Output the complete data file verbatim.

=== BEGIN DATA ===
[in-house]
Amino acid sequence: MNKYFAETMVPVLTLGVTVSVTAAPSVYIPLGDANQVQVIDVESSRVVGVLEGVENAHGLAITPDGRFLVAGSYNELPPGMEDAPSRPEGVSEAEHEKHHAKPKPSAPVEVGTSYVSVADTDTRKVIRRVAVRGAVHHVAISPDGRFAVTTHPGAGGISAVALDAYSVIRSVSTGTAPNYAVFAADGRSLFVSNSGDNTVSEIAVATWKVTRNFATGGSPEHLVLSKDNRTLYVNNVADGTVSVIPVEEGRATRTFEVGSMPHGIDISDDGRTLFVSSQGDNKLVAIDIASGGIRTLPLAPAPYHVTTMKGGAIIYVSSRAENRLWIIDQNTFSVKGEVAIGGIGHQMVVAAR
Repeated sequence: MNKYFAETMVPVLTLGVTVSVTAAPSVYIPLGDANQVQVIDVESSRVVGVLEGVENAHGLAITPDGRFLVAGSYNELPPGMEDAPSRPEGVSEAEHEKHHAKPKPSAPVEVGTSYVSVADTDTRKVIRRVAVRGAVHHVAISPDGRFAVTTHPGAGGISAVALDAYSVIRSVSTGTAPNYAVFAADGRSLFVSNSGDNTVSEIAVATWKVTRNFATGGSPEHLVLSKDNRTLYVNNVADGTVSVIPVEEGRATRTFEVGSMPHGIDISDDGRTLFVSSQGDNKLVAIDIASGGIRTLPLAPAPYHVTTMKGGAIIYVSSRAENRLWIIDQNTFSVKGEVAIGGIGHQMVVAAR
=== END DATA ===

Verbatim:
[in-house]
Amino acid sequence: MNKYFAETMVPVLTLGVTVSVTAAPSVYIPLGDANQVQVIDVESSRVVGVLEGVENAHGLAITPDGRFLVAGSYNELPPGMEDAPSRPEGVSEAEHEKHHAKPKPSAPVEVGTSYVSVADTDTRKVIRRVAVRGAVHHVAISPDGRFAVTTHPGAGGISAVALDAYSVIRSVSTGTAPNYAVFAADGRSLFVSNSGDNTVSEIAVATWKVTRNFATGGSPEHLVLSKDNRTLYVNNVADGTVSVIPVEEGRATRTFEVGSMPHGIDISDDGRTLFVSSQGDNKLVAIDIASGGIRTLPLAPAPYHVTTMKGGAIIYVSSRAENRLWIIDQNTFSVKGEVAIGGIGHQMVVAAR
Repeated sequence: MNKYFAETMVPVLTLGVTVSVTAAPSVYIPLGDANQVQVIDVESSRVVGVLEGVENAHGLAITPDGRFLVAGSYNELPPGMEDAPSRPEGVSEAEHEKHHAKPKPSAPVEVGTSYVSVADTDTRKVIRRVAVRGAVHHVAISPDGRFAVTTHPGAGGISAVALDAYSVIRSVSTGTAPNYAVFAADGRSLFVSNSGDNTVSEIAVATWKVTRNFATGGSPEHLVLSKDNRTLYVNNVADGTVSVIPVEEGRATRTFEVGSMPHGIDISDDGRTLFVSSQGDNKLVAIDIASGGIRTLPLAPAPYHVTTMKGGAIIYVSSRAENRLWIIDQNTFSVKGEVAIGGIGHQMVVAAR